7 Great, Cheaper Alternatives to Hardwood Flooring
You love the look of hardwood floors, but the hefty price tag? Not so much. While the average price of a flooring project is $3,349, installing hardwood floors can be thousands of dollars more. So how about cheap hardwood flooring and some alternatives?
If you are on a budget or desire more environmentally-conscious materials, hand-scraped oak flooring may not be in the cards. But there are several flooring materials that are easier on the wallet, more sustainable, and Instagram-worthy when installed.
Hardwood Flooring Alternatives Cheat Sheet
|Material||Lifespan||Cost per Square Foot||Installation||Maintenance|
|Laminate||15 to 25 years||$6 to $14||Floating, adhesive, or staples||Sweep, microfiber mop|
|Vinyl||10 to 25 years||$5 to $12||Floating, adhesive||Sweep, microfiber mop|
|Bamboo||10 to 25 years||$5 to $15||Nail down, floating, adhesive||Sweep, damp mop, refinishing|
|Cork||20 to 50 years||$3 to $8||Floating, adhesive||Sweep, damp/dry mop|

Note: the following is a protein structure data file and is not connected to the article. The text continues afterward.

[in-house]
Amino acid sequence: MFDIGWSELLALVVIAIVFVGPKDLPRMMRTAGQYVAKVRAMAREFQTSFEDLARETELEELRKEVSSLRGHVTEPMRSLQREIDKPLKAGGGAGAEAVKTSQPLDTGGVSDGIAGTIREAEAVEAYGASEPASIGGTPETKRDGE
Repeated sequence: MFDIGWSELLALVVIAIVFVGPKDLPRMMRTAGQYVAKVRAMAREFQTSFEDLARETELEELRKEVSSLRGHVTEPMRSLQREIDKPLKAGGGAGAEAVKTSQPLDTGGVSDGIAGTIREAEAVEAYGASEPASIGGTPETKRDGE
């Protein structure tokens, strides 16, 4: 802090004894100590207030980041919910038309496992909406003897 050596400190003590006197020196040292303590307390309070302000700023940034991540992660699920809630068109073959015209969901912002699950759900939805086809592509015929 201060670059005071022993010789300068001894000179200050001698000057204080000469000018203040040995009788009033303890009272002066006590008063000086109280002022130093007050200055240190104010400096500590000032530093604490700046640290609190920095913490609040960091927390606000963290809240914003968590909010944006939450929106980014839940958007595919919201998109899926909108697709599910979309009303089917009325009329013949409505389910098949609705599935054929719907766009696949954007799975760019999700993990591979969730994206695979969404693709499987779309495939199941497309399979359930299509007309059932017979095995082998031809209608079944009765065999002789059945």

|Cheaper solid hardwoods||20 to 100+ years||$3 to $10||Nail down, floating, adhesive||Sweep, damp mop, refinishing|
Laminate is durable with a nearly-identical look to hardwood
Lasts 15-25 years
This budget-friendly flooring option is a perennial favorite because improvements to manufacturing have made it strong, durable, and nearly identical to wood flooring. Its resistant wear layer makes it a great choice for high-traffic areas like entryways, kitchens, and living rooms.
Laminate Flooring Benefits
If you are looking for a cheap flooring alternative, laminate can check off many of your boxes.
Easier installation. Laminate is a floating floor, which means its planks lock together and rest atop your current floor or subfloor.
Eco-friendly. Laminate is recyclable and can be manufactured with recycled materials. As a floating floor, it requires no toxic adhesives to install. Check for a North American Laminate Flooring Association certification to ensure its sustainability.
Low-fuss maintenance. Wipe up any spills as they happen to prevent swelling, and sweep weekly with a soft broom. For monthly maintenance, use a microfiber mop with laminate cleaner and a little water.
How Laminate Compares to Wood Flooring
- Decorative wear layer offers more wood species looks and stains
- Its scratch- and impact-resistance makes it a smart choice for households with kids or pets
- Particleboard sublayer can swell and warp similar to hardwood flooring, so laminate is not recommended for bathrooms and laundry rooms
- Laminate cannot be refinished, which limits its average lifespan to 15 to 25 years
Average cost per square foot: $6 to $14
Vinyl flooring is durable and comes in many colors and finishes
Lasts 10-25 years